Having established itself as a major information technology and related services sector, India saw an increasing number of hardware manufactures attracted to the country driven largely by the promising domestic market.
While PC manufacturers Dell, Hewlett-Packard, and HCL have expanded through new units that can produce 6-6.5 million units, the notebook segment doubled with shipments close to 200,000 a quarter and the dependent peripheral manufacturing also getting a major boost in investments. The current PC installed base is mere 18 million when compared to the population size of 1.2 billion but this base is increasing thanks to price cuts by chip vendors, a strong demand from small-medium enterprises, expansion of usage in education, support from the Government, and the emergence of demand from second and third tier cities. Advances in technology are also seeing a sharp drop in prices as PCs and peripherals turn obsolete rapidly. While this good news for the Indian consumer who gets better technology at lower prices, lack of consumer-oriented laws and systems, vendors tend to dump out-dated products or abandon older models faster without support systems in place leaving consumers stranded with expensive (by Indian standards) equipment with little support system in place. This is one of the main reasons why word-of-mouth campaigns has arrested PC market expansion (estimated at 25%-30%) and more than 4-5 times lower than the rate of growth in China. Despite these hurdles, the growth rate is expected to be sustained with consumption of electronic equipment expected to increase to $363 billion in 2015 from around $30 billion at the beginning of 2006.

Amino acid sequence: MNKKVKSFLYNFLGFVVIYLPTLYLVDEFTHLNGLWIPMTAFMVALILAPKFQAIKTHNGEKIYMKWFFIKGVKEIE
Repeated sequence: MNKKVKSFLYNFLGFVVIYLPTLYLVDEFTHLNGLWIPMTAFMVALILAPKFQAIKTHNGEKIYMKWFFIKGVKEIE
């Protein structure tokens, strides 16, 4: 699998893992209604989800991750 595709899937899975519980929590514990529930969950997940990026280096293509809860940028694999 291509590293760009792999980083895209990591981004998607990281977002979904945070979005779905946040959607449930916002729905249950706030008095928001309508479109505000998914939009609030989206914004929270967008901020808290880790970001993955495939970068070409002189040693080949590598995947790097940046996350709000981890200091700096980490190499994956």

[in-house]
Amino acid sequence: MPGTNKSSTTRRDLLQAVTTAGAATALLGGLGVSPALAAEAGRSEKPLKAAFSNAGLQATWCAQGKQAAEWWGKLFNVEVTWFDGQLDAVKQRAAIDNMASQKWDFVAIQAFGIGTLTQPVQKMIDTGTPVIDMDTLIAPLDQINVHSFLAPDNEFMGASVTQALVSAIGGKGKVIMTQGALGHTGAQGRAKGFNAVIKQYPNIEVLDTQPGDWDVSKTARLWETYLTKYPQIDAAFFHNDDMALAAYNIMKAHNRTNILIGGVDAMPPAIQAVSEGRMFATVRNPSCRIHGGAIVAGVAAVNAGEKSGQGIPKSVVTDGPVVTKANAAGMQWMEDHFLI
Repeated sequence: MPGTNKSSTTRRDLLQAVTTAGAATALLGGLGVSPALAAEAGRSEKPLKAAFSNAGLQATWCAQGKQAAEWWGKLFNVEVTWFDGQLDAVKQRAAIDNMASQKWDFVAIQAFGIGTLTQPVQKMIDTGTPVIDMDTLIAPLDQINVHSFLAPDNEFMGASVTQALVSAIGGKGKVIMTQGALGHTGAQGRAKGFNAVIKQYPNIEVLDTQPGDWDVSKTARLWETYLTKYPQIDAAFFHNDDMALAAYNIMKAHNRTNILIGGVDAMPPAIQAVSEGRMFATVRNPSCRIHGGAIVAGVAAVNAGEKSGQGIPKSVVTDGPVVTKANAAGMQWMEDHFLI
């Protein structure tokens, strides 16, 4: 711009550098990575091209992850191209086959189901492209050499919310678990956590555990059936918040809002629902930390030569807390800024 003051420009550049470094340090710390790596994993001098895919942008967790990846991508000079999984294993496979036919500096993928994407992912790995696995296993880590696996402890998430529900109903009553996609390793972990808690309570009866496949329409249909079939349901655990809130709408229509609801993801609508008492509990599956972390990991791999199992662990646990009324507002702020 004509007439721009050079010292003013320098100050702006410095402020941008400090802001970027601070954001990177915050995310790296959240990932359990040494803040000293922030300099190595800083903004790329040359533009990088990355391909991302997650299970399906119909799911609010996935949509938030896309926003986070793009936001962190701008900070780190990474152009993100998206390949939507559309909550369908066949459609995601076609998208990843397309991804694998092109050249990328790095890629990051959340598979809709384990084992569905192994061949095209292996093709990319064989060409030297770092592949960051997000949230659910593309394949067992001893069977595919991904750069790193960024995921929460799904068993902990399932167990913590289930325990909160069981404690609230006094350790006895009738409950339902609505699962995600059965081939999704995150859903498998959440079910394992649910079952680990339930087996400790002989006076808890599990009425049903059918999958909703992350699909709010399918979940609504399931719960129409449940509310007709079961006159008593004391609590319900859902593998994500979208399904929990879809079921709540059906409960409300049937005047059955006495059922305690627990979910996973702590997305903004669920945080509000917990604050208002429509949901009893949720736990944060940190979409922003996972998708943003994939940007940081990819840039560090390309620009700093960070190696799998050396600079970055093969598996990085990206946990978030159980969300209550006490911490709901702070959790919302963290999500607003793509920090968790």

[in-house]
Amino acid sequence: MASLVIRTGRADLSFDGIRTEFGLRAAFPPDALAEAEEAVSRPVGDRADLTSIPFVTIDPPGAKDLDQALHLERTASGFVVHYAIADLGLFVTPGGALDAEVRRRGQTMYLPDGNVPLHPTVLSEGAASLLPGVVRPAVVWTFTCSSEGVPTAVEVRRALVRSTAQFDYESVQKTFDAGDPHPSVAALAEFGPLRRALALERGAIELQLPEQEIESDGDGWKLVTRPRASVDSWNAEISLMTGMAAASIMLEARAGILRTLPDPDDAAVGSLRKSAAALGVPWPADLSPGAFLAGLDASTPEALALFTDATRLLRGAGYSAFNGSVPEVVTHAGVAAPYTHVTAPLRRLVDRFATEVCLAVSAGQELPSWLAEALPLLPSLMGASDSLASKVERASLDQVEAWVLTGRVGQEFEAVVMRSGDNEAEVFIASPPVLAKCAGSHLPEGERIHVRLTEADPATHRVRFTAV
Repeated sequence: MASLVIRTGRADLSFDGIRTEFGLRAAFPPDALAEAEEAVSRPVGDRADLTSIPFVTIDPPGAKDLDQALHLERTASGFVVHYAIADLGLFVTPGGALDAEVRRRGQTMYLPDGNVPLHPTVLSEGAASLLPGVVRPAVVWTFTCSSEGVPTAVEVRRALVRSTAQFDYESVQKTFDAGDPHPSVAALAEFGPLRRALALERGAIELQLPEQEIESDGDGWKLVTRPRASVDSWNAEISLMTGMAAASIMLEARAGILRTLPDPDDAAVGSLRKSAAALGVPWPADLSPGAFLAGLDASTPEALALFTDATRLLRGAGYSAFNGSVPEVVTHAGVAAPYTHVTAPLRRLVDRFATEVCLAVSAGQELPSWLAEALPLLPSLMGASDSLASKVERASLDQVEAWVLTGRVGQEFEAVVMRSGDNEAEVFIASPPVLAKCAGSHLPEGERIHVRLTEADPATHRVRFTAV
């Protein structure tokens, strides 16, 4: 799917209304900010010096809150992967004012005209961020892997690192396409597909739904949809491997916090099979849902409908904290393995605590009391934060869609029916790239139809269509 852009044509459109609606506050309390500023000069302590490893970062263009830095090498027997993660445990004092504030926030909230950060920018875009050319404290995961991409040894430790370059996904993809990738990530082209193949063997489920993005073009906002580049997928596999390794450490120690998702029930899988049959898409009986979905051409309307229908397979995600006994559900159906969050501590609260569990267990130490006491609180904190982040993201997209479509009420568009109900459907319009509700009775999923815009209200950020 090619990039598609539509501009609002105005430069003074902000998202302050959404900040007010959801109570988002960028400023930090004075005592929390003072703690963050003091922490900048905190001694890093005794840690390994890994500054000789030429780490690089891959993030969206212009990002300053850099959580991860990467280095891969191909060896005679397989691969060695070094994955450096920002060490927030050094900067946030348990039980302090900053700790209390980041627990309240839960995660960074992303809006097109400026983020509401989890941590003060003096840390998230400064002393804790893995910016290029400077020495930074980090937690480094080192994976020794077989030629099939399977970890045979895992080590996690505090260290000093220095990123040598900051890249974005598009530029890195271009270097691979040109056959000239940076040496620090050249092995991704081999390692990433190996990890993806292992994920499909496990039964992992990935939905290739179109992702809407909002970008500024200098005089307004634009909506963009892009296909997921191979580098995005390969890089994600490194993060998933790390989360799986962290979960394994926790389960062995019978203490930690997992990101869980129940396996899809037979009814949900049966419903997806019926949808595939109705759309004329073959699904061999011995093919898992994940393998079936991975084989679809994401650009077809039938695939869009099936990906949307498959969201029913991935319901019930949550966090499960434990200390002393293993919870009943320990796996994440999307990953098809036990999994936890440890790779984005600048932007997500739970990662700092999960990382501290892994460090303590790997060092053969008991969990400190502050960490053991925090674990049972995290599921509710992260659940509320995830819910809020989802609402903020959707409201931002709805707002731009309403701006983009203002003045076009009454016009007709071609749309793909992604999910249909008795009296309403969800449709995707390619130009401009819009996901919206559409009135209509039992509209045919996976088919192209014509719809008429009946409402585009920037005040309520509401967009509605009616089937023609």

Telecommunications manufacturing saw significant boost with major players such as Nokia, Motorola, and Cisco revealing plans to manufacture their products. The Manufacturers' Association for Information Technology (MAIT) estimates that such investment has crossed the $1.5 billion mark in 2006.